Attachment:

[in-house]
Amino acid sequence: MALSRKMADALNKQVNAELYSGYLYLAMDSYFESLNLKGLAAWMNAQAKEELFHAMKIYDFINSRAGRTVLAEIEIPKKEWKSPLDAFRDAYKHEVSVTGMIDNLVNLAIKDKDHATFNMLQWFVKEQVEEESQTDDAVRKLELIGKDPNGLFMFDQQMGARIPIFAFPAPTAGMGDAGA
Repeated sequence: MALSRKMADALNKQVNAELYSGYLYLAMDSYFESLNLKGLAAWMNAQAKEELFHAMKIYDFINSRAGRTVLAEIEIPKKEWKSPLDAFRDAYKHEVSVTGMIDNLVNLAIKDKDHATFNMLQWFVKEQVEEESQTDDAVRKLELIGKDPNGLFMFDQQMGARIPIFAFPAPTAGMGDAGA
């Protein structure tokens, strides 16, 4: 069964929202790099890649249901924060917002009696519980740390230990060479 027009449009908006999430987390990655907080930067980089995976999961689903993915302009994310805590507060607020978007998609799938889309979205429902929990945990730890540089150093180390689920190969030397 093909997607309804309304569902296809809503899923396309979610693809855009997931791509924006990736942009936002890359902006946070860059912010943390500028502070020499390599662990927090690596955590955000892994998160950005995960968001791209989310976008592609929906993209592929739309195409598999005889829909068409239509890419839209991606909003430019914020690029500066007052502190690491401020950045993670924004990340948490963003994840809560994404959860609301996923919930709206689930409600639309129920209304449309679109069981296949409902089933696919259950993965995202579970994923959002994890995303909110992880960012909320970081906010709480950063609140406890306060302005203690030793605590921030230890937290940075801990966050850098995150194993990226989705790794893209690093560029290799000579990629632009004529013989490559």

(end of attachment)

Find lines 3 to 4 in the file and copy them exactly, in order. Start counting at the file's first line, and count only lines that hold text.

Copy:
Repeated sequence: MALSRKMADALNKQVNAELYSGYLYLAMDSYFESLNLKGLAAWMNAQAKEELFHAMKIYDFINSRAGRTVLAEIEIPKKEWKSPLDAFRDAYKHEVSVTGMIDNLVNLAIKDKDHATFNMLQWFVKEQVEEESQTDDAVRKLELIGKDPNGLFMFDQQMGARIPIFAFPAPTAGMGDAGA
């Protein structure tokens, strides 16, 4: 069964929202790099890649249901924060917002009696519980740390230990060479 027009449009908006999430987390990655907080930067980089995976999961689903993915302009994310805590507060607020978007998609799938889309979205429902929990945990730890540089150093180390689920190969030397 093909997607309804309304569902296809809503899923396309979610693809855009997931791509924006990736942009936002890359902006946070860059912010943390500028502070020499390599662990927090690596955590955000892994998160950005995960968001791209989310976008592609929906993209592929739309195409598999005889829909068409239509890419839209991606909003430019914020690029500066007052502190690491401020950045993670924004990340948490963003994840809560994404959860609301996923919930709206689930409600639309129920209304449309679109069981296949409902089933696919259950993965995202579970994923959002994890995303909110992880960012909320970081906010709480950063609140406890306060302005203690030793605590921030230890937290940075801990966050850098995150194993990226989705790794893209690093560029290799000579990629632009004529013989490559």